Do we want or need the metaverse?
The metaverse. It's everywhere. On social media, in articles, even in boardrooms. Who knows, just like in The Matrix, maybe we're living in it right now and don't even realise it.
To most of us though, this seems unlikely.
However, there is no denying that our conversations have shifted over the past two years towards finding virtual solutions to physical problems. And whilst many of us couldn’t wait to have these conversations at the coffee station rather than over Zoom, the fact that work and life could continue during isolation is a testament to how quickly the world can change and how quickly we can adapt to it.
Enter the metaverse. Until last year, you may not even have heard of it. But people have been talking about it at least as far back as 2003 with the release of Second Life, an online virtual world where users are represented by avatars, there’s an economy and socialisation.
But the metaverse stretches further back than that. The foundations of it first entered the popular imagination in two groundbreaking novels: William Gibson’s cyberpunk novel Neuromancer (1982) and Neil Stephenson’s Snow Crash (1992).
Gibson gave us terms like cyberspace and a virtual reality dataspace called the matrix. This is described as a simulated “consensual hallucination”. Not unlike what many feel the metaverse might become.
Stephenson first introduced the term the metaverse as the virtual internet populated by digital representations of users, or avatars.
It seems now that science fiction is becoming science fact. And although we’re not quite there yet, the question on a lot of people’s minds when thinking of the metaverse is: Do we really need it, and do we even want it?
What is the metaverse?
According to Ryan Gill, CEO of Crucible, a metaverse development company, the metaverse is the internet built by gamers. It is difficult to underestimate the impact that gaming has had over the past 20 – 30 years. Statista reports that in 2021 there are over 3 billion gamers in the world. 
If you have children aged anywhere between six and sixteen, you will no doubt be familiar with Roblox, Minecraft and Fortnite. All three were built by different companies, but all comprising a virtual world, user-controlled avatars for interaction and socialization, and some form of digital economy.
These are the foundations of what the metaverse is intended to be. It is a shared, persistent digital environment where users can work, play, go to concerts, watch movies, or just hang out.
The metaverse brings together a blend of social media, VR, AR, online gaming, and cryptocurrencies to create its ecosystem.
Microsoft and Meta are building their versions of the metaverse as are companies like Decentraland and Sandbox.
One of the key aspirations of the metaverse is that it should decentralise the internet. Web 2.0 has seen the rise of the social web which has allowed us to connect, share and interact with each other. But it has also given rise to mega power tech companies, the attention economy, privacy issues and data as oil.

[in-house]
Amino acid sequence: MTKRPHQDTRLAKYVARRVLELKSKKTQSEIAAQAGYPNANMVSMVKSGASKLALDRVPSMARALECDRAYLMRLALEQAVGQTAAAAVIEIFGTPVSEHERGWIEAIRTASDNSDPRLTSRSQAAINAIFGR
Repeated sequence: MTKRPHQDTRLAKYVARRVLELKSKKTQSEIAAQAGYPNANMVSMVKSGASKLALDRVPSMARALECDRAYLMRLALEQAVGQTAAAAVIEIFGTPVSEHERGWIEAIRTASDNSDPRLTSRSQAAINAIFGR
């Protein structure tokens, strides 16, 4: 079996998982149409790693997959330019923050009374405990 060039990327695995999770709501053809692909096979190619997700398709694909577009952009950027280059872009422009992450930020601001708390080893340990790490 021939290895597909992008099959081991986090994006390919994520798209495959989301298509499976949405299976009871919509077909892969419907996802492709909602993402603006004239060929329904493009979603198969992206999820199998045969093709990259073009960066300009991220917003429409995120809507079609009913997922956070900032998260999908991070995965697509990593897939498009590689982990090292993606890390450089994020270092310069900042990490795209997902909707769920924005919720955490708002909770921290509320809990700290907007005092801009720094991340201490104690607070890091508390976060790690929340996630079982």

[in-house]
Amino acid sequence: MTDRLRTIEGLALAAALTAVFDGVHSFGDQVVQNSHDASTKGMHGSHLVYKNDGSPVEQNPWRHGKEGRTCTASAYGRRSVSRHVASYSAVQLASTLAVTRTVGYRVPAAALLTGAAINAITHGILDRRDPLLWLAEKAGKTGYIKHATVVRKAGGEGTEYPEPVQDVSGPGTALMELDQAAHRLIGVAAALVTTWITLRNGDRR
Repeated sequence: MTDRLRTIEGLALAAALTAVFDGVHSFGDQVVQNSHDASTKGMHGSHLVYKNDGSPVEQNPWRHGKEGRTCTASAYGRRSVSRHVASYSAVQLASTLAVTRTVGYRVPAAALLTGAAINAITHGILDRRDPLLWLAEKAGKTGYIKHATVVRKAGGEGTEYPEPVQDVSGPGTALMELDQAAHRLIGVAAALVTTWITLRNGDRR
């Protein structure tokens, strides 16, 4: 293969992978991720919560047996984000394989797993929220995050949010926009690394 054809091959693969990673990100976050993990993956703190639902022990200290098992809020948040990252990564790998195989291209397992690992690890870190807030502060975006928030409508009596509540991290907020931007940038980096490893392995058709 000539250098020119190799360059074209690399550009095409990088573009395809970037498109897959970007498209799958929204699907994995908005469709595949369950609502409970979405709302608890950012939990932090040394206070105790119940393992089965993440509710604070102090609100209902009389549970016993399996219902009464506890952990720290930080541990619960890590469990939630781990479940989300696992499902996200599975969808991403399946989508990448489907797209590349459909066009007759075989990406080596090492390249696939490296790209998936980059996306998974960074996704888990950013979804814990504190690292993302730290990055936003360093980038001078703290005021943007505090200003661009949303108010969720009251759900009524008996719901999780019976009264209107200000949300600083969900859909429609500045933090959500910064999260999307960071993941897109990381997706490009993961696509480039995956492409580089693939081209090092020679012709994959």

The promise of the metaverse or web 3.0 is that this system will to some extent be dismantled. The power will shift from a few giant tech companies into the hands of the users. This means that no one company will own or control it. It will be enabled by blockchain technology and owned by its users.
How will the metaverse impact marketing and communications?
The opportunity for brands in the metaverse is to create richer brand experiences. This is because it will provide a way of not only consuming information but of experiencing it predominantly through AR and VR.
Brands will be able to build virtual stores, sell digital products and populate them with their avatars and virtual influencers to engage their audience.
The metaverse will become another part of an overall marketing strategy. It will fit within a paid and earned media strategy as an additional platform to provide richer brand experiences.
It also presents another way for brands to consider their market. Brands currently operate in a B2B or B2C framework. The new iteration of this will be B2A: Business to Avatar. Brands will need to engage with digital representations of their audience. For this, they will need avatars they can own and control. They could be shop assistants, influencers or brand ambassadors, or even AI-driven chatbots.
Whichever way brands choose to be involved in the metaverse; it will no doubt have the same level of impact on marketing that social media had. As marketers, we should welcome it because of the immersive way in which brands can build relationships with their audience through the metaverse.
Is the metaverse inevitable?
When social media first immerged in the early 2000s, there were many sceptics about the impact it may have on our lives. 20 years later it has become integral to marketing, communications and how we do business.
The same is true of the metaverse, except it won’t take another 20 years to reach the same critical mass. The teens online today will be entering the workforce in the next 5 to 10 years and with them will come a whole new world of expectations around work, play and socialisation. According to Meta, 1 billion users will be populating the metaverse by the end of the decade.
For some of us this is exciting and a brave new future but for others, this seems ridiculous and to some extent, frightening.
No doubt there will be challenges and it may not end up looking exactly as we currently envision it. This should not hold future savvy brands back from considering how they will position themselves in the metaverse. They should want and need it to distinguish themselves from their competitors and build deeper levels of audience engagement.
I’m reminded of the scene in The Matrix where Cypher says to Neo as he’s about the enter the matrix: “Buckle your seatbelt Dorothy, ‘cause Kansas is going bye-bye”.